This “leftover photo” from our September 2018 road trip was made on the way from Monument Valley to Winslow, in Arizona, and it comes with a little bit of an anecdote.
On these trips, we often use “Samantha”, our old Garmin GPS (named so after the English voice that is available), because it is an “offline” system that doesn’t require an internet connection for location and navigation. The problem is that the map data is a little bit outdated by now so when we do have a connection, we double-check with our phones – hoping that the route suggestions of the two devices match.
From Kayenta (south of Monument Valley) to Winslow, they did match, and both devices recommended a short and direct route via “Black Mesa”. It sounded cool too! The mesa might have gotten its name from a coal mine in the area, and indeed, our navigation system told us to make a turn onto Kayenta Mine Road (which is also labelled BIA-41 or Navajo Route 41 on some maps).
The mesa wasn’t black of course and we soon passed the mine. Then, the asphalt ended. Oh well, “how long can this possible be?” we thought. And drove. And drove. Through an area with really wonderful names: Owl Valley. Little Black Spot Mountain. Many Bobcats Hill. Crooked Finger Spring. And many more.
The road changed from Route 41 to Route 8029, the “Turquoise Trail” – and we finally reached pavement again. Yay! Until Samantha told us in her stern voice to make a right turn onto guess what… more dirt road, of course, bringing an abrupt end to our momentary elation. The dirt road was in a good condition, most of all it was dry and not muddy, and not too dusty either. We were grateful for these road conditions because it was really, really a lot of miles on dirt that we drove.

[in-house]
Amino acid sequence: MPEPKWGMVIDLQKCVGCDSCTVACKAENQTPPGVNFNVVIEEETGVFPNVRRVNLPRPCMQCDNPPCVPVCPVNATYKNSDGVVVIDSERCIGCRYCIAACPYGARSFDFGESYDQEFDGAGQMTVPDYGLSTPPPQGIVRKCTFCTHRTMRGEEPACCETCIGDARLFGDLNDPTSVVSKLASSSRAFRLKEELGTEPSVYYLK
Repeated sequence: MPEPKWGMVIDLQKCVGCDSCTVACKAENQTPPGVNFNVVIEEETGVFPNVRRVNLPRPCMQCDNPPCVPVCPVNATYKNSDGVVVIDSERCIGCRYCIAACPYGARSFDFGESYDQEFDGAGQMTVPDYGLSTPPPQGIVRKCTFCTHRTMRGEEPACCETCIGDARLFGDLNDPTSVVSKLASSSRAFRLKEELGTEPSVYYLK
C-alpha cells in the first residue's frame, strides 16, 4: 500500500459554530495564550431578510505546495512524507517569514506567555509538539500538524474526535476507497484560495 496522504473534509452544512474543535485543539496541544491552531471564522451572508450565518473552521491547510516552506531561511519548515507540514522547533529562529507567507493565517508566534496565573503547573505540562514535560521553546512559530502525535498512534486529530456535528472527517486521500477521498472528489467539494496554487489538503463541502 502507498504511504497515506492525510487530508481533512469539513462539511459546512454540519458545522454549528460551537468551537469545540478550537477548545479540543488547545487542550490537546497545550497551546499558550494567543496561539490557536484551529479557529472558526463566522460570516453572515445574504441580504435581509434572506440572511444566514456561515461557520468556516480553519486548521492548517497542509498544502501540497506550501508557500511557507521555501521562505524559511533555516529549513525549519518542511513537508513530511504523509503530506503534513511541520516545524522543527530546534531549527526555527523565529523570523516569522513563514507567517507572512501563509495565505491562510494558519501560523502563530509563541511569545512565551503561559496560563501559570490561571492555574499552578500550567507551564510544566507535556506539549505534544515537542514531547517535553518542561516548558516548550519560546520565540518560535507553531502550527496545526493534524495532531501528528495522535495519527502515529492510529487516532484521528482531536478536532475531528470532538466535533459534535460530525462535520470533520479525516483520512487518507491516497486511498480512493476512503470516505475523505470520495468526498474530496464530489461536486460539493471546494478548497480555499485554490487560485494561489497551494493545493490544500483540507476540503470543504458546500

About halfway across Black Mesa, we finally reached asphalt again, passed the Hopi Cultural Center at Second Mesa, and soon made a turn onto AZ-87. This was the second funny part of the drive: I’ve never seen a road that was that straight before! I challenged myself to adjust the steering wheel as little as possible – while also trying to not speed, or fall asleep. :P
Eventually, we came through an area that broke the monotony a little bit: the Hopi Buttes. This is a volcanic field and out of a relatively flat plain, a lot of volcanic cones or buttes rise. It is quite an interesting sight. I eventually had to stop and at least make a photo of one of them – the fence that ran all the way across the plain towards the butte and up its slope was just the right little extra to provide a sense of scale:
We continued further south to Winslow, checked in at the hotel, and returned to the Little Painted Desert for sunset. Afterwards, we had a delicious dinner at the Turquoise Room restaurant of the La Posada Hotel in Winslow, and were ready to retire to bed after this long day.
The only problem with that was: the La Posada Hotel, itself an absolutely wonderful place, is also a former Fred Harvey railroad house and thus, directly at the (nowadays only freight) train station in Winslow. And the freight operations do not stop. And it is assumed that you know this, apparently. Our room (#200) was at the south-west corner of the house, on the second floor – an ideal location to get the maximum exposure to and impact of train noise! Complementary earplugs were on the night stands. How kind! I wish they would have told us about the trains and the noise when I booked the room… (in hindsight, it was a bit foolish and naive to follow the recommendation to stay there without double-checking the place and taking a closer look first, of course).
It’s not just trains passing by. It’s noises of shunting, switching, routing, wagons being disconnected and reconnected, with a lot of loud thumping and thudding, metallic clanking and clanging, accompanied by droning and humming of heavy diesel engines. Apparently, some people love that. To me, it was just highly annoying. This last night was meant to be a treat to ourselves at a special place, and it turned into a sore disappointment because I was robbed of much needed sleep that I was really looking forward to.
The train noises continued long into the night. Eventually, I slept for a couple of hours, but in the early morning, the train noises began again (around 4:30 AM, I’d say). Unable to fall asleep again, despite having my own (better) earplugs, I rose (extremely grumpy) and after a shower, I loaded the car and we checked out as early as possible. After an early breakfast in town we were on the road again, for the long last stretch from Winslow home to San Diego…